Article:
Like any program that is created, the 21 Day Fix is generalized to work for most people. However, none of us are exactly alike, and there are unique situations where some people have initial success but then their weight loss stalls. I previously wrote about tweaks you can make if you’re not seeing progress, but today I have another idea to add to that list.
Don’t worry. This isn’t “fasting” in the typical sense. Let me explain.
Intermittent fasting is when you have an eating schedule that involves an eating window, and a “fasting” window. There are several variations, but the most common schedule, and the one I follow, is 8 hours eating and 16 hours fasting.
Basically, I eat all of my calories (containers if you’re following the Fix) during an 8 hour period, and don’t eat anything the other 16. My personal eating window is 11:00 am – 7:00 pm.
Why intermittent fasting?
It takes 6-8 hours to metabolize stored carbohydrates (glycogen). After that, your body starts using stored fat for fuel. The result? Weight loss, but most importantly fat loss.
It’s also really beneficial for your body to have a break from the digestion process. If you eat all day long, your digestive system rarely gets a break.
Now, it’s important to remember that this way of eating does not mean that you have a food fest 8 hours of the day. It’s important that you still choose clean, whole foods, like the ones included in the 21 Day Fix nutrition plan.
You’ll be surprised how quickly your body adapts to this way of eating. I used to wake up starving and ate first thing, but now I don’t wake up hungry at all. I still struggle with wanting to snack after my 7:00 pm cutoff time, but I think that’s more a mental thing than physical. And the bonus for me is that my weight loss has picked back up. I think this is an awesome way to get past a plateau and switch things up for your body while still getting all your calories in so that your metabolism stays revved up.
Benefits of Intermittent Fasting
There are many benefits of intermittent fasting and a lot of them are scientific. I’ll just explain a couple benefits I’ve seen personally.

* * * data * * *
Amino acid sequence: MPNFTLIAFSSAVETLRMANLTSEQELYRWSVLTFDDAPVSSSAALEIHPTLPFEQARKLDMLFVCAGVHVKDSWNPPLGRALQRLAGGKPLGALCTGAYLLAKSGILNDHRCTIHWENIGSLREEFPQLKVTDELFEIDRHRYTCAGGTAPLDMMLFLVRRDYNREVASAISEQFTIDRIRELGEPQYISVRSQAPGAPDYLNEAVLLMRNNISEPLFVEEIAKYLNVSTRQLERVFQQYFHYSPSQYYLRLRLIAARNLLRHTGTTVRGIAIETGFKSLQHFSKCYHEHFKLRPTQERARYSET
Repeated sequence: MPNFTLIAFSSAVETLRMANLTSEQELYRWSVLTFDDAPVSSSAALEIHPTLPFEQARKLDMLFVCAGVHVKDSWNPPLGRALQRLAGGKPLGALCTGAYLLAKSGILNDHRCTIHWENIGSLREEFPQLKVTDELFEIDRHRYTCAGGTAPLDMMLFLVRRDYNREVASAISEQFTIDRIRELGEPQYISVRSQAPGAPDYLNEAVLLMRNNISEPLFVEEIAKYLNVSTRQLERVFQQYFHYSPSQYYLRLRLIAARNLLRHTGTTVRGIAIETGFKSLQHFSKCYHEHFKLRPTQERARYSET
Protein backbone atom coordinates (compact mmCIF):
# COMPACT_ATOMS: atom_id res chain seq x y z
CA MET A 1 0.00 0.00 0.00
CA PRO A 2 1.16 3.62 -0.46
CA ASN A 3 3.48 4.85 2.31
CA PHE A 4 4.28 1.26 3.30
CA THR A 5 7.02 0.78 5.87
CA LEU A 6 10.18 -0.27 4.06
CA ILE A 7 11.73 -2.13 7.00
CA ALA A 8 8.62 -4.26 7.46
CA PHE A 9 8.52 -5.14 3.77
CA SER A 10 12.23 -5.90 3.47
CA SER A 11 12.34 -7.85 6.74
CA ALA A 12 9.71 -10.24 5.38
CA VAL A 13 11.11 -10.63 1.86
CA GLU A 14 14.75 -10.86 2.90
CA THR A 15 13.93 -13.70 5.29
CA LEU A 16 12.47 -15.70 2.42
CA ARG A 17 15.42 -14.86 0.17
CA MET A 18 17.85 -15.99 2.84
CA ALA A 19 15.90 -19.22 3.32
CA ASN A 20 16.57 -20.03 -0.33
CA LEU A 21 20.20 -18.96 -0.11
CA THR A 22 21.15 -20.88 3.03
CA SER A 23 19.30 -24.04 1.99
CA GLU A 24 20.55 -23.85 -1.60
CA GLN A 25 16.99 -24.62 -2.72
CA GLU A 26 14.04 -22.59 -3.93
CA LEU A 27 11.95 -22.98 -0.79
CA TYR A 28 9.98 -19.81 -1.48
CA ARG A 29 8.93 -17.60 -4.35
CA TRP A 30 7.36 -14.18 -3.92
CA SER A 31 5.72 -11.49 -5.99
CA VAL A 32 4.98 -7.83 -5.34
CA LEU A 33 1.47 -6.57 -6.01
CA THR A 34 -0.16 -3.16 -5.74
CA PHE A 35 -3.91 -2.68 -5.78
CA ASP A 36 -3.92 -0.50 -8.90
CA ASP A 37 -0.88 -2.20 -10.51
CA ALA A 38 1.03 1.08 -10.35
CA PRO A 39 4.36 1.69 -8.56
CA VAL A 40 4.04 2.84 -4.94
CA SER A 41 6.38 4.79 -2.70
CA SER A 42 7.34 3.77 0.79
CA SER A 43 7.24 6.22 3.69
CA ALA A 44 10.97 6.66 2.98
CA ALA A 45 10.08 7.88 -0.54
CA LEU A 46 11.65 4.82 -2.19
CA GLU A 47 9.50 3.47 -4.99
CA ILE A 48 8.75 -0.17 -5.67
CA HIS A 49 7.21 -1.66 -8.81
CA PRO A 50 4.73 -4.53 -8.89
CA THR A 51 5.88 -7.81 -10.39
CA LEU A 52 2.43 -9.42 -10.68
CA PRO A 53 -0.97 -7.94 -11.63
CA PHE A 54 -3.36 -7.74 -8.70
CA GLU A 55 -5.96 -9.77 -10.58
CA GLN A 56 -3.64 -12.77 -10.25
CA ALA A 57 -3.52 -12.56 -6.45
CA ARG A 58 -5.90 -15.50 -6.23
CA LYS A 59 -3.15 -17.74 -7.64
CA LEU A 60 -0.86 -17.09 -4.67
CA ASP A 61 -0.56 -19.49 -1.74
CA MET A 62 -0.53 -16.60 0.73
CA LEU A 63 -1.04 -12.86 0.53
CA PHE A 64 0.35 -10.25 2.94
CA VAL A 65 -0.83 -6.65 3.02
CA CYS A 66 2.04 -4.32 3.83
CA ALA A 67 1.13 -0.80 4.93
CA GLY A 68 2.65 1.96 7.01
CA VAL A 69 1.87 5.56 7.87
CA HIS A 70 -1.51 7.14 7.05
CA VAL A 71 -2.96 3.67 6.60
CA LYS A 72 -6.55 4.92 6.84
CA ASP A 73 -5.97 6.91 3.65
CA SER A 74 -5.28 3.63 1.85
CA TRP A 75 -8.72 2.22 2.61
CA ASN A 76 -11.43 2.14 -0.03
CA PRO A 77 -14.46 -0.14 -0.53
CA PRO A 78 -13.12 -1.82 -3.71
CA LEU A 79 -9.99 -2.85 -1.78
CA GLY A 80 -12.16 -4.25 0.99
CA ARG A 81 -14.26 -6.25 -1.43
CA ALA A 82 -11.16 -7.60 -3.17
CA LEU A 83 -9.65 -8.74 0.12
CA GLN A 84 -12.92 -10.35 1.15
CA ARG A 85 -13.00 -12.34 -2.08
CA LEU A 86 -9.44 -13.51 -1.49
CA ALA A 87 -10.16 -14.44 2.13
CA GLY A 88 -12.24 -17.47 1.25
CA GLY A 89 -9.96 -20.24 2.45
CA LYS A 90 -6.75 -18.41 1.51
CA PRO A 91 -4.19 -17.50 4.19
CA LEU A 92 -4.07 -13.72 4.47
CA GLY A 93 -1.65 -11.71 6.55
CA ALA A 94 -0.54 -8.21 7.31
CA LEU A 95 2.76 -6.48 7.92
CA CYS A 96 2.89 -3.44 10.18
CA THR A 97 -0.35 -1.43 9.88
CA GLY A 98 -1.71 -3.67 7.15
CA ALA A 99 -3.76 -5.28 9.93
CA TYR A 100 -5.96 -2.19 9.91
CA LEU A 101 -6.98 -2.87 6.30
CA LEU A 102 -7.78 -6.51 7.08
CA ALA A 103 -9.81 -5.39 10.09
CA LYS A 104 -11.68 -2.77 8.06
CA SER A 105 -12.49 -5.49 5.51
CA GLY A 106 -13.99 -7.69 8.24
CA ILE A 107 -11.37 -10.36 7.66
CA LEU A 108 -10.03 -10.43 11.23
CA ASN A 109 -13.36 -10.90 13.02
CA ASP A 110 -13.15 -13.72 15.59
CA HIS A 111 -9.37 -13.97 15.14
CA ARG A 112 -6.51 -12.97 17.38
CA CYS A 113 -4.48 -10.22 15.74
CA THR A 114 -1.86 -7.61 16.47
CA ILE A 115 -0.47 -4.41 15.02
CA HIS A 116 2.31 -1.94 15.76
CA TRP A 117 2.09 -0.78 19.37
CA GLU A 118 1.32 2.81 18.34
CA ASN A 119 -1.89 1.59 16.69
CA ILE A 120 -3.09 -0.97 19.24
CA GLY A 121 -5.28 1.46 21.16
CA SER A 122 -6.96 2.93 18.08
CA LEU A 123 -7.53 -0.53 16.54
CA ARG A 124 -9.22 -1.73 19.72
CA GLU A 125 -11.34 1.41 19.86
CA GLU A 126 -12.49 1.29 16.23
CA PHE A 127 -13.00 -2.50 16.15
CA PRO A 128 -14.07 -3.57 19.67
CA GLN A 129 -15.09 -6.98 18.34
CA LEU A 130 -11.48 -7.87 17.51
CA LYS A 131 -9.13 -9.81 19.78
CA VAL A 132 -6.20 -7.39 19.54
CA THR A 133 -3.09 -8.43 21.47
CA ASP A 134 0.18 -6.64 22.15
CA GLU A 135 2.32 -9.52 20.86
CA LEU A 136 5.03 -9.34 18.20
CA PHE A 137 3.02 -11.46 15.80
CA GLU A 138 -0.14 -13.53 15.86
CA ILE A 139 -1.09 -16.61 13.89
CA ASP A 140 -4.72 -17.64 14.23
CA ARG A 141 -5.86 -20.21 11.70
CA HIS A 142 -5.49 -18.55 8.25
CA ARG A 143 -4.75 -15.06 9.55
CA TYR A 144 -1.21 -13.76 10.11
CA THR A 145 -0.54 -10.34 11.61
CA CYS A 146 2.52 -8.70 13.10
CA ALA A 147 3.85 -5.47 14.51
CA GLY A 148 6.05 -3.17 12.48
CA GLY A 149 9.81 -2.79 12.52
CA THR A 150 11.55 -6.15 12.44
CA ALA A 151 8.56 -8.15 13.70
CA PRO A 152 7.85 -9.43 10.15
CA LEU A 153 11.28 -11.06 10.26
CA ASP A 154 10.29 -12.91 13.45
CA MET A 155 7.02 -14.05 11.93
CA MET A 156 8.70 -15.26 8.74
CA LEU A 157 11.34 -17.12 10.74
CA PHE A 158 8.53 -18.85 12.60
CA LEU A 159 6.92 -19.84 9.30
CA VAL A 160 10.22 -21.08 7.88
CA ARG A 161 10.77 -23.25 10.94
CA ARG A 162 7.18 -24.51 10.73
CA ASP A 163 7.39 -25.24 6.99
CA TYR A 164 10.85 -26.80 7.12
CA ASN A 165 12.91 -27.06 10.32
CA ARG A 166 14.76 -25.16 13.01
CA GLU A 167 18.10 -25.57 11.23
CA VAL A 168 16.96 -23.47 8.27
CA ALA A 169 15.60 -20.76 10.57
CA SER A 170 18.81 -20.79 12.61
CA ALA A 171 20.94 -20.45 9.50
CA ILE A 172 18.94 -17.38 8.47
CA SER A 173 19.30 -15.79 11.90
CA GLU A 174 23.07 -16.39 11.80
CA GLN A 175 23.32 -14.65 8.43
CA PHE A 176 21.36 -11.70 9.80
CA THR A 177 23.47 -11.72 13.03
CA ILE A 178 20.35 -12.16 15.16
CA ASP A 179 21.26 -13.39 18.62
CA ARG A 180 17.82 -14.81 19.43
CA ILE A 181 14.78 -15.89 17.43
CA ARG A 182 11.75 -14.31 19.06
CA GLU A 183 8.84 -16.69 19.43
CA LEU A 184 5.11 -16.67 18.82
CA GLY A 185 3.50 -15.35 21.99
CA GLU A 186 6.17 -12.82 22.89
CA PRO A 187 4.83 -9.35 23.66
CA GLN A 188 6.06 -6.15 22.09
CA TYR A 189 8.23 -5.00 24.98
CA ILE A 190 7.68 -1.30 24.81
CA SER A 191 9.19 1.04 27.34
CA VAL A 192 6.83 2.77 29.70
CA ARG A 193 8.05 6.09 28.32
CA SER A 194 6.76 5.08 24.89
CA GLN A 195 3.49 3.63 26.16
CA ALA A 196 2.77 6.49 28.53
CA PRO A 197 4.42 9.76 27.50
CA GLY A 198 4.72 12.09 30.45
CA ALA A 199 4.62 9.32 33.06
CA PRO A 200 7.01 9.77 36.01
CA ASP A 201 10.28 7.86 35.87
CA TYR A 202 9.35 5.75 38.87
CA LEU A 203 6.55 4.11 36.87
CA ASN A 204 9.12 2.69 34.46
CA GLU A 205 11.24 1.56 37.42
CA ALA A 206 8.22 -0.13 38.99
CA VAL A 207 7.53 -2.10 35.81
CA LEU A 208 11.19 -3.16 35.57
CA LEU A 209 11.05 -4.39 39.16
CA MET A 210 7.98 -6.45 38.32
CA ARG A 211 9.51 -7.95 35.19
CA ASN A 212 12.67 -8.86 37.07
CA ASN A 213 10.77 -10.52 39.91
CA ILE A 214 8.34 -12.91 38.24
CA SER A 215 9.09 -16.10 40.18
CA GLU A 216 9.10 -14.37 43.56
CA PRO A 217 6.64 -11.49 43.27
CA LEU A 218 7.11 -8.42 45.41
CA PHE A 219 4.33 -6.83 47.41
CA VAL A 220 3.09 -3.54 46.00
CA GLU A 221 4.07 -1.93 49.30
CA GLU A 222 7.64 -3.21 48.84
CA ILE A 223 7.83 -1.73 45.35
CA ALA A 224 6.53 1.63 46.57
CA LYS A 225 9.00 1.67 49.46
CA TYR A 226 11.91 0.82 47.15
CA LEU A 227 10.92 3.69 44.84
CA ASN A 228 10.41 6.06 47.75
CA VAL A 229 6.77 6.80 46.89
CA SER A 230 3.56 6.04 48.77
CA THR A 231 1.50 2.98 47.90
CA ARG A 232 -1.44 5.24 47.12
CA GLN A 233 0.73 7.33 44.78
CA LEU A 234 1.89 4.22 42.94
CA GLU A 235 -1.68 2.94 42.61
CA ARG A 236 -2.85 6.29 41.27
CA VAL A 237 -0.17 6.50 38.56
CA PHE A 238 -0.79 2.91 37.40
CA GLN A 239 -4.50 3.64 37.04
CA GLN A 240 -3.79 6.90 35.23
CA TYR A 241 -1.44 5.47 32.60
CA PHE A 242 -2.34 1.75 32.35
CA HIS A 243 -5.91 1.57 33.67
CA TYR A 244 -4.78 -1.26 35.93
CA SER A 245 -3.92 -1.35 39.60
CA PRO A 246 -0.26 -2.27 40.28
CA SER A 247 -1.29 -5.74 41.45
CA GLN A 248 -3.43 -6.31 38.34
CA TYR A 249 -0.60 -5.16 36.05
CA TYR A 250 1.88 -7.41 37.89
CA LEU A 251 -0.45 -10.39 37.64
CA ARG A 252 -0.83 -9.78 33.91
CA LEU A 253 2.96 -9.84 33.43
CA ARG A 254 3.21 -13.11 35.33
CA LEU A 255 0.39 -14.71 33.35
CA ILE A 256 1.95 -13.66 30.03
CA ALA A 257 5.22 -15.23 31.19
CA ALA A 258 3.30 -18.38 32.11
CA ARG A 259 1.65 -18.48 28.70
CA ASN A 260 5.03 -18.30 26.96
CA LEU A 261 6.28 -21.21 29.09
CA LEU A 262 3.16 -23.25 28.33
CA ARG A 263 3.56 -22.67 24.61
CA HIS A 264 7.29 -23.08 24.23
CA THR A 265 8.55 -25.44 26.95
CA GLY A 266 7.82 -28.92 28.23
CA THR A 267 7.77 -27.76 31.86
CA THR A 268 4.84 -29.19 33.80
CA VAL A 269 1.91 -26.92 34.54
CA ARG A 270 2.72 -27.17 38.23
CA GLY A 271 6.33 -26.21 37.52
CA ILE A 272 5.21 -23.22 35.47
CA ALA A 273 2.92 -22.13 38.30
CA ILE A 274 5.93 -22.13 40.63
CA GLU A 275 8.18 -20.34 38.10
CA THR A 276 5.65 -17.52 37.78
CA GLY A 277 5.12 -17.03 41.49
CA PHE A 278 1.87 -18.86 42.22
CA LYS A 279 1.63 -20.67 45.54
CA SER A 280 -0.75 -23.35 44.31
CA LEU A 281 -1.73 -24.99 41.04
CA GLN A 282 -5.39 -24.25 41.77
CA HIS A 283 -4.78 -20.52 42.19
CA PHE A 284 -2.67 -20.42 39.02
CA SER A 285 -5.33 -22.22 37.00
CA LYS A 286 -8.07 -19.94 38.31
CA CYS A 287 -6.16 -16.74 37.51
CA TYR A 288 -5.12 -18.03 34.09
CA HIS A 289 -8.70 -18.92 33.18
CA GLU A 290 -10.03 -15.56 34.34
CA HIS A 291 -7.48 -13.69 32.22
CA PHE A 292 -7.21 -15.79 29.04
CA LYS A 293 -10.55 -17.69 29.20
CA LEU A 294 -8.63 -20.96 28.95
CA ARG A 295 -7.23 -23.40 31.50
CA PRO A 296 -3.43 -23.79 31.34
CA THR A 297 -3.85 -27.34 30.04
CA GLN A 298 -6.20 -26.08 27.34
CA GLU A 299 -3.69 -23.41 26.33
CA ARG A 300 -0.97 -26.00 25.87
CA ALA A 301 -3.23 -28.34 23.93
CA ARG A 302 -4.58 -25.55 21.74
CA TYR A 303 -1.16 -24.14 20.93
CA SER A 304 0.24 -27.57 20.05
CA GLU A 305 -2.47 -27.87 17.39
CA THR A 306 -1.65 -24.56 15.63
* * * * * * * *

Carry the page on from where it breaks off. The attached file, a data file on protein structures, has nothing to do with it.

I’m not as hungry — Because I’m eating for a shorter window of time during the day, I eat 3 larger meals instead of the 5 or 6 meals I was eating. I’ll still have an occasional snack, but often don’t need them.
I don’t think about food all the time — My life used to revolve around food. I was either eating, or thinking about eating, or planning when and what I was going to eat next. Knowing that I only eat for 8 hours has eliminated that. I eat enough at a time that I’m not hungry and before I know it, it’s time to eat again.
How to get started
You can start out slowly. Maybe start out eating 11 hours per day and fasting for 13. Slowly reduce your eating time by an hour each week.
Or you can just go all in. This is what I did. The first few days I was hungry in the morning, but my body slowly adjusted.
If you’re doing the 21 Day Fix, make sure you still get all (or most) of your containers in. If you find you can’t quite fit them all, make sure to focus on veggies, protein, and fat.
- As with any new eating or exercise plan, always check with your doctor first, especially if you have diabetes or another medical condition.
- Don’t worry about doing it perfectly. If you have a weekly date night or other activity that would involve eating after your cutoff time, don’t stress. Just eat and then start back on schedule the next day.
- I’m a very strong proponent of listening to your body. So, if you’re in your fasting time frame, but your body is screaming at you with hunger — EAT!!
There’s a ton of great information, with more scientific explanations, available out there online. Here are some resources I found helpful:
The Beginner’s Guide to Intermittent Fasting
Intermittent Fasting Infographic
Other articles you might like:
How to create a 21 Day Fix meal plan
Meal planning templates for each calorie level
Tips for creating your 21 Day Fix Extreme meal plan
How to tweak the 21 Day Fix if you’re not seeing progress